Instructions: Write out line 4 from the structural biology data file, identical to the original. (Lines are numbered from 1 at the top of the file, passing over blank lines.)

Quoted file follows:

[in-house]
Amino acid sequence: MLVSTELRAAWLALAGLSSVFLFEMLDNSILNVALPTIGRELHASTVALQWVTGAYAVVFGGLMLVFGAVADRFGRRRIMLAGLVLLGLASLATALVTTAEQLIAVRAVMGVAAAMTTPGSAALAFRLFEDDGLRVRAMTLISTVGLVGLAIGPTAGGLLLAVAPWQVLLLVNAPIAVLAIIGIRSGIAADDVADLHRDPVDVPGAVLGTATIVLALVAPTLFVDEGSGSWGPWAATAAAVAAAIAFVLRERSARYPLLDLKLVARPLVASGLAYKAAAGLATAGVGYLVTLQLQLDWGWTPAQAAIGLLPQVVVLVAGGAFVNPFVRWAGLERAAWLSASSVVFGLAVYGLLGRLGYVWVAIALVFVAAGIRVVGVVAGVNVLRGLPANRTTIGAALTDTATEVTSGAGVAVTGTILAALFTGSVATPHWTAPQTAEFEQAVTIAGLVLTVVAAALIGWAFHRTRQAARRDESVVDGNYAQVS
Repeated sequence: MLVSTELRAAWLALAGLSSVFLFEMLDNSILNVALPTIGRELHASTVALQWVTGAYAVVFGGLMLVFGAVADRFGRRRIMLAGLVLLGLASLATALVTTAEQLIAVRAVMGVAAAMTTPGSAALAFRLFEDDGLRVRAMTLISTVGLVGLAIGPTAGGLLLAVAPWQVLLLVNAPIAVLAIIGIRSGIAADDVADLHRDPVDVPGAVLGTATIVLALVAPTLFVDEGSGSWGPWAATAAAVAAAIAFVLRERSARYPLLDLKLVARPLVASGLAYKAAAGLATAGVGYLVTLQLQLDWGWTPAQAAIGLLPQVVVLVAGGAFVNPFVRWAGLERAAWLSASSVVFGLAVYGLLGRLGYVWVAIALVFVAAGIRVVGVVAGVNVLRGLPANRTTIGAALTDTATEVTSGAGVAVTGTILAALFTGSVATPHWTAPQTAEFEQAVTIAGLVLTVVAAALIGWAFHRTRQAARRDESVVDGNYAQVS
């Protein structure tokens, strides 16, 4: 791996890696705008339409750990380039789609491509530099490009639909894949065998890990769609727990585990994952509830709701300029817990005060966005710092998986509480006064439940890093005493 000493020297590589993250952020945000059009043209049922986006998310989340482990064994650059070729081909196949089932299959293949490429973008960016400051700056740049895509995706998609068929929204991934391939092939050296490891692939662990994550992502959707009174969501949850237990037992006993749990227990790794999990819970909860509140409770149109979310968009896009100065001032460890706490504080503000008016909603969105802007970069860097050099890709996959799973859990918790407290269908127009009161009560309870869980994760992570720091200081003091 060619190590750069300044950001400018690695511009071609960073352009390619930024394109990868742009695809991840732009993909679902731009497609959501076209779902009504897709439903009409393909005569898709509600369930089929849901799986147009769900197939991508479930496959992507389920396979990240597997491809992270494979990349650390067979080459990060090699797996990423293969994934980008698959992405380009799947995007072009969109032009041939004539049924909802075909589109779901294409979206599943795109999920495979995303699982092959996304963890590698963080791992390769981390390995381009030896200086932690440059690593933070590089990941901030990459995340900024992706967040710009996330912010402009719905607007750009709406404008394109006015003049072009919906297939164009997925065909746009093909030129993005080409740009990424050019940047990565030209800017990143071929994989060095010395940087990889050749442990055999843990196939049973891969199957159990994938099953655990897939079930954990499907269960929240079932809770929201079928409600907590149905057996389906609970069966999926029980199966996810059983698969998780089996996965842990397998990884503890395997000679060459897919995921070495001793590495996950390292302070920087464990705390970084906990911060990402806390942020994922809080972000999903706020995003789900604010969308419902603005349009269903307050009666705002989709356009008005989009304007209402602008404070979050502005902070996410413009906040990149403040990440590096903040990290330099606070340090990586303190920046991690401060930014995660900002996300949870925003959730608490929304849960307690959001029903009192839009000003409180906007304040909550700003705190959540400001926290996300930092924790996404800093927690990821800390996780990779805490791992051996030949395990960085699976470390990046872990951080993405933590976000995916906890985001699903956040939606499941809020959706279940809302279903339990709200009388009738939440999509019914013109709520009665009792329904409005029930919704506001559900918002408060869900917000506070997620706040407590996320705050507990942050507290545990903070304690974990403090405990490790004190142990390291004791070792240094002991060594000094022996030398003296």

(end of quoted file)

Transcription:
């Protein structure tokens, strides 16, 4: 791996890696705008339409750990380039789609491509530099490009639909894949065998890990769609727990585990994952509830709701300029817990005060966005710092998986509480006064439940890093005493 000493020297590589993250952020945000059009043209049922986006998310989340482990064994650059070729081909196949089932299959293949490429973008960016400051700056740049895509995706998609068929929204991934391939092939050296490891692939662990994550992502959707009174969501949850237990037992006993749990227990790794999990819970909860509140409770149109979310968009896009100065001032460890706490504080503000008016909603969105802007970069860097050099890709996959799973859990918790407290269908127009009161009560309870869980994760992570720091200081003091 060619190590750069300044950001400018690695511009071609960073352009390619930024394109990868742009695809991840732009993909679902731009497609959501076209779902009504897709439903009409393909005569898709509600369930089929849901799986147009769900197939991508479930496959992507389920396979990240597997491809992270494979990349650390067979080459990060090699797996990423293969994934980008698959992405380009799947995007072009969109032009041939004539049924909802075909589109779901294409979206599943795109999920495979995303699982092959996304963890590698963080791992390769981390390995381009030896200086932690440059690593933070590089990941901030990459995340900024992706967040710009996330912010402009719905607007750009709406404008394109006015003049072009919906297939164009997925065909746009093909030129993005080409740009990424050019940047990565030209800017990143071929994989060095010395940087990889050749442990055999843990196939049973891969199957159990994938099953655990897939079930954990499907269960929240079932809770929201079928409600907590149905057996389906609970069966999926029980199966996810059983698969998780089996996965842990397998990884503890395997000679060459897919995921070495001793590495996950390292302070920087464990705390970084906990911060990402806390942020994922809080972000999903706020995003789900604010969308419902603005349009269903307050009666705002989709356009008005989009304007209402602008404070979050502005902070996410413009906040990149403040990440590096903040990290330099606070340090990586303190920046991690401060930014995660900002996300949870925003959730608490929304849960307690959001029903009192839009000003409180906007304040909550700003705190959540400001926290996300930092924790996404800093927690990821800390996780990779805490791992051996030949395990960085699976470390990046872990951080993405933590976000995916906890985001699903956040939606499941809020959706279940809302279903339990709200009388009738939440999509019914013109709520009665009792329904409005029930919704506001559900918002408060869900917000506070997620706040407590996320705050507990942050507290545990903070304690974990403090405990490790004190142990390291004791070792240094002991060594000094022996030398003296």